UV spec

# UV spec - CH 13-14: UV-Visible Spectroscopy CH 13: 13-1,...

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CH 13-14: UV-Visible Spectroscopy CH 13: 13-1, 13-2, 13-5, 13-7, 13-26 CH 14: 14-1, 14-6, 14-10, 14-15 Special Project #3 Due Friday October 29

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A closer look at the Beer-Lambert Law Consider an infinitesimally thin slice (1 molecule thin) of a solution containing an absorbing species. Let the thin slice be denoted by S, and the number of absorbing species in the slice dn. S
A closer look at the Beer-Lambert Law S Assume the absorbing species is a disc and the total area of all of the absorbers in S has an area dS. The ratio of absorbing area to total area is dS/S. If we assume that every time a photon hits an absorber it is absorbed, then dS/S is the fraction of photons is absorbed in the slice.

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A closer look at the Beer-Lambert Law S Now let P be the Power entering the slice and dP the power absorbed. -dP/P is also the fraction of photons absorbed, thus -dP/P = dS/S
A closer look at the Beer-Lambert Law S To relate this expression to the number of absorbers in area S (dn), dS can be replaced with adn, where a is called the capture cross section. -dP/P = dS/S -dP/P = adn/S

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A closer look at the Beer-Lambert Law S -dP/P = adn/S P 0 P 0 n -ln P – ln P 0 = an/S -ln P/P 0 = an/S log P 0 /P = an/2.303S
A closer look at the Beer-Lambert Law S n is the total number of absorbers in the entire block. We can remove the 2-dimensional area of the slice, S by noting that the 3-dimensional volume of the block is: log P 0 /P = an/2.303S S = V cm 3 /b cm

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A closer look at the Beer-Lambert Law S log P 0 /P = anb/2.303V n/V is absorbers/cm 3 , which can be converted to mols/L using N A and 1000 cm 3 /L . log P 0 /P = 6.02 x 10 23 abc/(2.303 x 1000) Collecting the constants yields the Beer-Lambert Law: logP 0 /P = ε bc = A
What if you have two species in solution? Key Concept: Beer’s Law is additive. Problem: The Sb 3+ and Mn 2+ absorbances overlap. How can we determine the concentration of the Mn 2+ if the Sb 3+ is absorbing at the same wavelengths as the Mn 2+ ?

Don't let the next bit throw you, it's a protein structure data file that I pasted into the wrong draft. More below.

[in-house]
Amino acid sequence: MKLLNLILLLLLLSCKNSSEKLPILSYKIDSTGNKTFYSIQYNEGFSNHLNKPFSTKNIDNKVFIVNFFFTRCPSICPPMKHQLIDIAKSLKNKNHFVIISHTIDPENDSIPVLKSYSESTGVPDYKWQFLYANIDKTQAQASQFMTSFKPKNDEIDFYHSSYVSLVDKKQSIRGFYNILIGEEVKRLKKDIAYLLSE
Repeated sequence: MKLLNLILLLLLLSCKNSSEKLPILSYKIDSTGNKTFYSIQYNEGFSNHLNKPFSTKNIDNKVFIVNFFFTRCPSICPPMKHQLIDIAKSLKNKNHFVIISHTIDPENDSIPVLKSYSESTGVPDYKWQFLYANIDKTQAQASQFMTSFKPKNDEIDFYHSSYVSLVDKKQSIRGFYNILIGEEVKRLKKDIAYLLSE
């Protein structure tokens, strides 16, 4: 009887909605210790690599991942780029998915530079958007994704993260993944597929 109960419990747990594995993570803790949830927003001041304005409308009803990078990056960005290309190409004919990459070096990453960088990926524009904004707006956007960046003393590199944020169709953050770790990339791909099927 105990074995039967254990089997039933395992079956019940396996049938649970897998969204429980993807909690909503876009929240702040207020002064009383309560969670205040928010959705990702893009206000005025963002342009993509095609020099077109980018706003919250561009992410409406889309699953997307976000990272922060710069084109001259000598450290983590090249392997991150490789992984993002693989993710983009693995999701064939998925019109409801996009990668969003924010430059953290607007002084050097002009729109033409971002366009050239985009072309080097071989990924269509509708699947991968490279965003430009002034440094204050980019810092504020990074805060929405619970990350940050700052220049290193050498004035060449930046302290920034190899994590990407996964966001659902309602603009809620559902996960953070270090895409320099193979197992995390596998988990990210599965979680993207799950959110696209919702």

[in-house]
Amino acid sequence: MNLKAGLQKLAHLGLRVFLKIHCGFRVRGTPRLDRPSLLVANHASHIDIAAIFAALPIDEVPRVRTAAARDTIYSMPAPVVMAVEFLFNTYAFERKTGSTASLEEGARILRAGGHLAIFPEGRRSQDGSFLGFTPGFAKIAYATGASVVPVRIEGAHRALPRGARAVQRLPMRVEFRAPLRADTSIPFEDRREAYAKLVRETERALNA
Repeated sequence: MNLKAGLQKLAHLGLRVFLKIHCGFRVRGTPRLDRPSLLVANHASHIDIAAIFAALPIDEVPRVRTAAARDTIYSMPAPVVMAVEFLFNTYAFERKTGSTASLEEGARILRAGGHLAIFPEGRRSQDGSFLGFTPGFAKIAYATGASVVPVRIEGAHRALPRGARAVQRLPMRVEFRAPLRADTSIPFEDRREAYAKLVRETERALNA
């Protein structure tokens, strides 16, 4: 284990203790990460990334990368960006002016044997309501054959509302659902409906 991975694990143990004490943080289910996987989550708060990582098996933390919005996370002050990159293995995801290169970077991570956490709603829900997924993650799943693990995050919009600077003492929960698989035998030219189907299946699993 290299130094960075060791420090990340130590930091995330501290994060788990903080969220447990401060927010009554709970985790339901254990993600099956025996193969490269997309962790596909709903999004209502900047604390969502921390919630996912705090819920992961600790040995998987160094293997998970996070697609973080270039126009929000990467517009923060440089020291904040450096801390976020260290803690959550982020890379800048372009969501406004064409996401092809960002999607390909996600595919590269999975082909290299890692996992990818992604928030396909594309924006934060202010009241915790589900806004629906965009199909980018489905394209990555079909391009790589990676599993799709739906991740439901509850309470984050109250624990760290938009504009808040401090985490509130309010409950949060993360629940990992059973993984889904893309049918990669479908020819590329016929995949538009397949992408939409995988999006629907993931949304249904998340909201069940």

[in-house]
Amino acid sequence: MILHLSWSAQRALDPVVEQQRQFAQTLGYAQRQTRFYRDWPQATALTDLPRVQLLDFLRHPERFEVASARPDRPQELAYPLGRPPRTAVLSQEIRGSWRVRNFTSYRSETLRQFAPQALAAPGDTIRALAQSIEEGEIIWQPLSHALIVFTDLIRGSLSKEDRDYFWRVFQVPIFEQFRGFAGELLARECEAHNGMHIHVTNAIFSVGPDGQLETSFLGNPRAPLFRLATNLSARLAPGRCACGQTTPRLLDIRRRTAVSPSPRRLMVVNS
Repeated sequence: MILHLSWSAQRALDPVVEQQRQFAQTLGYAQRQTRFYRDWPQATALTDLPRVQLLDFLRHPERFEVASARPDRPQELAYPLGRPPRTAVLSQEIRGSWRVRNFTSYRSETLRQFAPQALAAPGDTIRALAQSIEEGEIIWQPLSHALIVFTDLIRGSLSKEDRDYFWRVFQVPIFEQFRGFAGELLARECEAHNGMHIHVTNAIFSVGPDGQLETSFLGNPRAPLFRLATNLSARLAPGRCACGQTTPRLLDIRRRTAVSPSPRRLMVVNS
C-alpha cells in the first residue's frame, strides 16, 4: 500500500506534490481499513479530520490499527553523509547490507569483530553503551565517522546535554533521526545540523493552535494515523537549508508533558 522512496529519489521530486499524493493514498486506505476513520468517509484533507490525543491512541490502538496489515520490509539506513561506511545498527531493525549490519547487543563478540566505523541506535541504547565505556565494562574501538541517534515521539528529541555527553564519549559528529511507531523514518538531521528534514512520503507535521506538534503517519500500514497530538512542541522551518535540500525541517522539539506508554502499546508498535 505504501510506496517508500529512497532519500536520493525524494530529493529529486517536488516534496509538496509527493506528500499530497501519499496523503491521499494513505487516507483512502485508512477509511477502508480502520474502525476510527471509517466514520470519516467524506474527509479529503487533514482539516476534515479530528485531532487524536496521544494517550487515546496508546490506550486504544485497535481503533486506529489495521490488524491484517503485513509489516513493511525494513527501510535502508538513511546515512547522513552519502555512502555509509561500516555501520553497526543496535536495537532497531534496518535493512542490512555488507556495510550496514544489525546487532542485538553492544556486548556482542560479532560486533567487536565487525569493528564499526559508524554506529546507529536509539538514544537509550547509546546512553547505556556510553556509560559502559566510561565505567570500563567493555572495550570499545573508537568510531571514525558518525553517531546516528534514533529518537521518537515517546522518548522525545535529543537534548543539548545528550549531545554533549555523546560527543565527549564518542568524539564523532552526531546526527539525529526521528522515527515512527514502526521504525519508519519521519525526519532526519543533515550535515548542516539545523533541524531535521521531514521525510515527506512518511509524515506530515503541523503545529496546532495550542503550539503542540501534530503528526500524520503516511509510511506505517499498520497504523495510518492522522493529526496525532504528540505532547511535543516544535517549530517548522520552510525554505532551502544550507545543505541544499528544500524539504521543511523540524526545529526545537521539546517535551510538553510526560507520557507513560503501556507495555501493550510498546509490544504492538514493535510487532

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What if you have two species in solution? Key Concept: Beer’s Law is additive. A total, λ 1 = A analyte 1, λ 1 + A analyte 2, λ 1 + ………. . A total, λ 1 = ε analyte 1, λ 1 bC analyte 1, λ 1 + ε analyte 2, λ 1 bC analyte 2, λ 1 + …
Concept Te\$t Consider the following data acquired on a sample containing Mn 2+ and Sb 3+ . A total, 475 nm ε Mn2+, 475 nm ε Sb3+, 475 nm ε Mn2+, 600 nm ε Sb3+, 600 nm A total, 600 nm 0.20 0.55 1350 M -1 cm -1 2500 M -1 cm -1 4100 M -1 cm -1 1100 M -1 cm -1 The concentrations of Sb 3+ and Mn 2+ are (b = 1 cm): (B) ~0.5 mM, ~0.13 mM (C) ~1 mM, ~2 mM (D) ~10 mM, ~130 mM (A) ~10 μ M, ~130 μ M

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There are two unknowns so we need two equations. A total, 475 nm = ε Sb3+, 475 nm bC Sb3+ + ε Mn2+, 475 nm bC Mn2+ A total, 600 nm = ε Sb3+, 600 nm bC Sb3+ + ε Mn2+, 600 nm bC Mn2+ 0.20 = 2500 x C Sb3+ + 1350 x C Mn2+ 0.55 = 1100 x C Sb3+ + 4100 x C Mn2+ 457 nm 600 nm C Mn2+ = (0.55 - 1100C Sb3+ )/4100 Rearranging This is inserted into the A 475 nm equation and solved for C Sb3+ .
Key Concept: The Isosbestic Point A specific wavelength at which two chemical species have the same extinction coefficient. (From Greek isos meaning same and sbestos meaning extinguish.) As one species in converted to the other, the absorbance at the isosbestic point is constant.

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## This note was uploaded on 02/23/2011 for the course CHEM 4181 at Colorado.

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UV spec - CH 13-14: UV-Visible Spectroscopy CH 13: 13-1,...

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